Facebook has been going through some stuff recently: alleged election-meddling Russian agents, a leak of 87 million users’ data to Cambridge Analytica, more election-meddling scandals, a $119 billion loss in July, and more.

But even as an increasing number of users try to ditch Facebook’s original platform, the company still has one major thing going for it: Instagram. Facebook bought Instagram for $1 billion in 2012, and its value has since increased to over $100 billion. While Facebook broke records for most money lost in a single day, Instagram reached one billion users in July, up from 800 million just last fall.

These gains aren’t particularly surprising, given that so many of the people I know who use Instagram seem to genuinely enjoy doing so. And that’s what separates Instagram from so many other social media networks that a lot of us still use just because they’re so inconvenient to leave cough, Facebook, cough.

I have numerous friends who actively espouse their love for Instagram. What’s more, the social network has become a powerful platform for activism — which is more than can be said for most other sites.

In case you couldn’t tell, I generally count myself among the Insta-fans. For me, the appeal initially lay in the artistic aspects. Much as it may inspire some eyerolling from non-believers, I maintain that Instagram is a wonderful creative outlet, even for those of us who don’t typically think of ourselves as artists. As I delved a little deeper, however, I found myself more entranced by the communities that put down roots on Instagram in its early days and have since flourished.

Of these, a personal favourite is Body Positivity (BoPo), a movement largely centred on sharing images of bodies that do not conform to societal ideals. Largely targeting people in recovery from disordered eating, BoPo is pretty niche, but the most popular accounts, including Tess Holliday’s and Megan Jayne Crabbe’s, have amassed over a million followers each.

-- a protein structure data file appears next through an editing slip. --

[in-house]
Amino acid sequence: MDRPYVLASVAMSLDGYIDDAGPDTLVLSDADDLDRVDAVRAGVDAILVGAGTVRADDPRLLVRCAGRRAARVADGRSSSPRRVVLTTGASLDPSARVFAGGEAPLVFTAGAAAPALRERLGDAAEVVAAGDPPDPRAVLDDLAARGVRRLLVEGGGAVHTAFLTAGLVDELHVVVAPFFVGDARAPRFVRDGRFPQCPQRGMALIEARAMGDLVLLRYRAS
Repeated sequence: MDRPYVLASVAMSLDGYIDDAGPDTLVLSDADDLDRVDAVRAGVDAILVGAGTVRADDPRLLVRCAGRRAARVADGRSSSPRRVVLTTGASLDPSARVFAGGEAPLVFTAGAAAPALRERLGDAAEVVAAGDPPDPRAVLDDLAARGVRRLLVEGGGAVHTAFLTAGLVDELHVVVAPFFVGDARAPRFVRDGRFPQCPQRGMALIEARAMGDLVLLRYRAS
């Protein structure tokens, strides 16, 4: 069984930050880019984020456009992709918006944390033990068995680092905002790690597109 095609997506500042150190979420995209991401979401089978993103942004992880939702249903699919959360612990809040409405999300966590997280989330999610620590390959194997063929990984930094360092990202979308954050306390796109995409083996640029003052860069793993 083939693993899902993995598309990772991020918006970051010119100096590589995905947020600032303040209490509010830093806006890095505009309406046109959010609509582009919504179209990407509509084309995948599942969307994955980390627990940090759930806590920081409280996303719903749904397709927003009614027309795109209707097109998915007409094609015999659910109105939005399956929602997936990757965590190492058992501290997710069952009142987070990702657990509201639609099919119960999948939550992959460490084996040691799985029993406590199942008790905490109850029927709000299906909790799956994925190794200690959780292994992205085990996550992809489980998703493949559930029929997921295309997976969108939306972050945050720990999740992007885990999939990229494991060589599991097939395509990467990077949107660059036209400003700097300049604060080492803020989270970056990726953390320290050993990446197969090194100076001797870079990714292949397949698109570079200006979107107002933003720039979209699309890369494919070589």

A recent op-ed in The New York Times also detailed the utility of Instagram for finding self-representation as an ethnic minority, in this case as an Afro-Latina, when representation in mainstream media remains elusive. These groups, which are easily discoverable through tags, give millions of people the chance to see other people who look like them and have been through the same experiences as them.

For many of these communities, Instagram is a natural fit. For one, putting imagery front and centre lends itself well to groups seeking to normalize certain aspects of the physical self, be it body mass, disability, or race. Just as importantly, Instagram has traditionally served a different social function than its competitors: it is less of a hub to connect with friends and family and more of a place to explore photography, art, and other content that interests you.

Now that Instagram is on its way to being the “next Facebook,” however, there’s a chance that a lot could change. The recent uptick in new monthly users — while Snapchat, Facebook, and Twitter have all reported a slowdown — reflects an intensified, systematic effort by its owners to make sure that the social media network is constantly improving, which is admittedly a strategy first adopted by Facebook.

However, one consequence of many recent changes is that Instagram really is starting to feel more like Facebook; the creative side has been downplayed and the social side emphasized. You’re not posting that vacation photo because it’s pretty; you’re posting it because you want your followers to see how pretty your vacation was.

The other problem with this ethos, naturally, is money. When Facebook says it wants to make Instagram “better,” they don’t mean by making it more enjoyable or beneficial to the user; it means bringing in more eyeballs to look at more ads.

If indeed Facebook is losing steam, then Instagram will inevitably need to be retooled, given that, in its current state, it is not particularly profitable. That means prioritizing advertisers and sponsored content over the user experience.

Exhibit A: A healthy dose of ads for weight loss programs, mixed into my Body Positive feed. The algorithm doesn’t care about safe space, and if Instagram is no longer a safe space, then it will no longer be the place to grow a community.